NewsMontana Legislature


Senate panel rejects one Bullock judge appointee, approves other

Judge Levine of Great Falls rejected
Senate Judiciary.jpg
Posted at 12:30 PM, Apr 23, 2021
and last updated 2021-04-23 14:42:54-04

HELENA — Republicans on a Senate committee Friday voted against confirming a state district judge appointed by former Gov. Steve Bullock, in Great Falls – but the full panel voted to confirm another Bullock appointee on the state bench in Bozeman.

The Senate Judiciary Commmitee voted 7-4 against the confirmation of District Judge Michele Levine, who was appointed last year by Bullock.

That recommendation goes now to the full Senate. If it accepts the recommendation, Levine will have to step down and Gov. Greg Gianforte will appoint someone else to the Great Falls post.

District Judge Michele Levine of Great Falls.

Sen. Tom McGillvray, R-Billings, said Levine’s past as a Democratic state legislator and lobbyist for environmental groups puts her on the “hard left” of the political spectrum and that she has “strong, inherent biases.”

“We’re looking for an independent-minded individual with track record as being such,” he said. “This (appointment) was doomed to failure because it was so biasedly partisan.”

But the committee unanimously voted to approve the nomination of District Judge Peter Ohman of Bozeman, also appointed last year by then-Gov. Bullock.

The committee has yet to act on the confirmation of one other Bullock judiciary appointee – District Judge Christopher Abbott of Helena.

District Judge Peter Ohman of Bozeman.

When asked by Sen. Diane Sands, D-Missoula, when the committee planned to vote on Abbott’s confirmation, chairman and Sen. Keith Regier, R-Kalispell would say only “not today.”

The issue of judicial appointments has become one of the most politically charged issues of the 2021 Legislature, as Gianforte, a Republican, and Republican lawmakers pushed through a new law that gives him more direct power to choose and appoint new state judges when vacancies occur.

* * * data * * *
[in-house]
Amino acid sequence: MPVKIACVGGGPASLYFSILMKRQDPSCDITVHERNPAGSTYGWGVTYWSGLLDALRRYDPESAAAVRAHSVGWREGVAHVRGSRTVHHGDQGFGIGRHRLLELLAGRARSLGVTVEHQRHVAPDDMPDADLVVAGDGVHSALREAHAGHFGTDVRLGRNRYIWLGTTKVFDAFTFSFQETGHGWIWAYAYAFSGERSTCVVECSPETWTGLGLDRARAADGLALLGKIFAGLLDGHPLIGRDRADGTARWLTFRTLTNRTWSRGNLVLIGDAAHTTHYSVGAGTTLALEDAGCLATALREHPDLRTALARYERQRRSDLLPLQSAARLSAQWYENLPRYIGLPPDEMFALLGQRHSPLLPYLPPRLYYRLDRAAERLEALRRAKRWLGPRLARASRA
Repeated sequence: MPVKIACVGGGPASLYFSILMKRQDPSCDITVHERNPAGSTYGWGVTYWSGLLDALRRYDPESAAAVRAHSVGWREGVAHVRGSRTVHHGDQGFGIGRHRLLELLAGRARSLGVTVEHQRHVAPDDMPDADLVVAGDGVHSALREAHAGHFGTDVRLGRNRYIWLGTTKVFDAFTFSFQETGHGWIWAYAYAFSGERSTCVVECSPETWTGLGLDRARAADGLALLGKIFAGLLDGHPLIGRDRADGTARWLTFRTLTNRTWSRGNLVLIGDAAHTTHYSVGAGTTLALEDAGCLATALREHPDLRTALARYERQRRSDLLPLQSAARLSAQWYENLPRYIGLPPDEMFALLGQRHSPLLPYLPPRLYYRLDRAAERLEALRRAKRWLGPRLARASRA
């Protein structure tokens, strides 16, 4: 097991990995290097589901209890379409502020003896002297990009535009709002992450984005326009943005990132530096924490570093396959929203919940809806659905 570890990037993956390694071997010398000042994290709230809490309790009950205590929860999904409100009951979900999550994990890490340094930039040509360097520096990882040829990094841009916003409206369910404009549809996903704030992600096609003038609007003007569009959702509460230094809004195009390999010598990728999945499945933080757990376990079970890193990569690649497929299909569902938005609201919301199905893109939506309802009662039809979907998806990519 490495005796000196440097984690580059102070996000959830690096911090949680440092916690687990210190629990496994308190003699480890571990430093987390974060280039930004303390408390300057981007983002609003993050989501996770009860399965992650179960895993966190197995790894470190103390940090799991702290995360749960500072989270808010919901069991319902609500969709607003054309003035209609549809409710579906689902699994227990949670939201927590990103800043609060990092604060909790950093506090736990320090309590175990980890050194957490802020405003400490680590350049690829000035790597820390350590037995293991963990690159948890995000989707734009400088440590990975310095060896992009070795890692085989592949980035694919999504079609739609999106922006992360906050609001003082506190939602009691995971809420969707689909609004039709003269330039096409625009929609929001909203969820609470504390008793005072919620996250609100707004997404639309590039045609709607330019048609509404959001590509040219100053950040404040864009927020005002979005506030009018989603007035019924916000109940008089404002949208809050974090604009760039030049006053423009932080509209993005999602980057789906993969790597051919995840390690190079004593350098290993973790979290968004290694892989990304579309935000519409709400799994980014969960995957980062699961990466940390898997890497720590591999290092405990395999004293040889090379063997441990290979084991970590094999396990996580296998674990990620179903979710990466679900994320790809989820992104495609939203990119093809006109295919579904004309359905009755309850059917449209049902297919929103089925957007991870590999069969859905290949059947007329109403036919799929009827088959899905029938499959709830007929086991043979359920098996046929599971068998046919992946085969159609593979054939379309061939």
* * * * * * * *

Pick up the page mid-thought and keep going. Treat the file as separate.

That law is being challenged before the Montana Supreme Court as unconstitutional.

Republicans also have formed a “select committee” to investigate whether the high court and state judges are biased against the new law or other laws passed by the GOP Legislature.

Sands, a member of the Senate Judiciary Committee, said during the debate on Levine’s confirmation that getting rid of her is part of a Republican effort to “have judges that are more suited to their political taste.”

McGillvray responded by saying that Republicans don’t want partisan judges on the right or the left, but rather those who are “independent-minded.”

In a statement Friday, Regier said Levine was chosen by Bullock over a candidate who had significant experience in Cascade County, and that she has a “long resume” as a Democratic officeholder and activist with “liberal political organizations” that supported Bullock.

He also said when she was asked about her responses to polls on where she stood on legislation before the 2021 session, she was “less than forthcoming.”

As for Ohman, a former public defender, Regier said he “thoroughly answered” the committee’s questions during his confirmation hearing, has a “balanced and nonpartisan resume” and did not express an opinion on a poll on bills before the session.